For the past week I have struggled with my Black identity and my role as an educator. With the decision in Ferguson, Missouri to not indict Officer Darren Wilson, I’ve been struggling. My blackness has experienced a hit that words cannot begin to describe. The rage instead my soul in unbearable. The sadness and despair I feel is as real as the wind blowing outside even if you can’t see it. Because my role as an educator doesn’t allow me to wear my emotions on my sleeve. So even though I have a smile on my face, I’m not happy. I’m actually far from it.
I came to work the next day and was still expected to show up. I was expected to go on with my work as usual. But there was nothing usual about that day. My role as an educator didn’t seem fair. My feelings about my blackness were my priority, but my role as an educator stared me straight in the face. What choice did I have?
My feelings were raw and real.
I wanted to be an educator who sought to understand before being understood, but I couldn’t.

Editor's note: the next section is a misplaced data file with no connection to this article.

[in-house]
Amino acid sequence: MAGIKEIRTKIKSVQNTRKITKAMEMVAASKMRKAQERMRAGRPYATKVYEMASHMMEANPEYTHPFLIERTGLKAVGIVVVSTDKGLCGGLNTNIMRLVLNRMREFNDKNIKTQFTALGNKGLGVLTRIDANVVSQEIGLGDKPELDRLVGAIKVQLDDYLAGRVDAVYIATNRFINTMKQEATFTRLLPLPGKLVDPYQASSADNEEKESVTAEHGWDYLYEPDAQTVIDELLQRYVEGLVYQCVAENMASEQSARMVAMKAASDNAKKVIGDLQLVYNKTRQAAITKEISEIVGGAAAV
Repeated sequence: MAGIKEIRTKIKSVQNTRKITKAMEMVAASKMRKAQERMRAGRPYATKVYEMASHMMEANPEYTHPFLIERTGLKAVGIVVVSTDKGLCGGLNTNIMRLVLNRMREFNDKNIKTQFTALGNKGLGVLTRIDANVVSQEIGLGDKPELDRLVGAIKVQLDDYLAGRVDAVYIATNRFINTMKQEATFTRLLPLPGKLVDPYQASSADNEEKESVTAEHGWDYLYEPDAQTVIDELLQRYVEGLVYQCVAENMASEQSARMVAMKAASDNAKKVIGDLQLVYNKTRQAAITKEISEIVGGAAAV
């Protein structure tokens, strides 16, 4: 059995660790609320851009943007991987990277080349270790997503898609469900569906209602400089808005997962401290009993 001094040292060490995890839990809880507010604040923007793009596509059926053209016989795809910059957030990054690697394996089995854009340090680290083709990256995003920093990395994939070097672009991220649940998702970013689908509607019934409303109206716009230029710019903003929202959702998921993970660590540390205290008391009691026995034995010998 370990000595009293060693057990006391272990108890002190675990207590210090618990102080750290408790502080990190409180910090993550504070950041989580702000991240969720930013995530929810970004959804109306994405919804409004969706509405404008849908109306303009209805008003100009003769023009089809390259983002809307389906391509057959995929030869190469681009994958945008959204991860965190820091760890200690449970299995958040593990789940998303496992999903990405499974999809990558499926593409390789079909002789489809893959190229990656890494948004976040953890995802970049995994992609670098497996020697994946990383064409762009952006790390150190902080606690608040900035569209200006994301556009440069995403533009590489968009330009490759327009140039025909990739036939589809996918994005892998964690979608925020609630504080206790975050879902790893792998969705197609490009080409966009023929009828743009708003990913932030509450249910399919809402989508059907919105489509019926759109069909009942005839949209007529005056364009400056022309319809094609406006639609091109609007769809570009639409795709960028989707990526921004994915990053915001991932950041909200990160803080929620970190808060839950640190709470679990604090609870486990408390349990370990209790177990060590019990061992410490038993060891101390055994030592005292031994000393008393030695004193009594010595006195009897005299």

I wanted to listen more than I spoke, but my voice was the only thing I felt I had left.
I wanted to hear the other side and their perspective, but I became frustrated that no one asked me mine.
Because for my entire life, I have ALWAYS been the educator who sought to understand first. I’ve always tried to listen more than talk. I’ve done my best to hear others’ perspectives before sharing my own.
But this time I wanted and needed something different.
I wanted permission to feel angry, sad, frustrated, lonely, and full of rage.
I wanted permission to speak my mind without explanation.
I wanted permission to share my thoughts and emotions without being judged for them.
I wanted permission to feel and experience instead of teach and educate.
I wanted permission to sit with the despair and heartache I had without expectation.
I wanted permission to just be.
I’m still waiting on that permission.
I’m still waiting for an answer to what it means to be Black and an educator in the field of student affairs. I’m still trying to figure out how I bring folks together to truly understand one another when I feel misunderstood.
I don’t know how to fully own my blackness and authentic emotions about the Ferguson case. I don’t know what it means to be an educator when your black identity is on trial. I don’t have answers, just more questions.
So I ask you, how do we help each other figure this out? How do we journey through this together? And, who truly has permission to bring their full selves to their jobs?
> BONUS <
Podcast With Becca Obergefell on Women in Student Affairs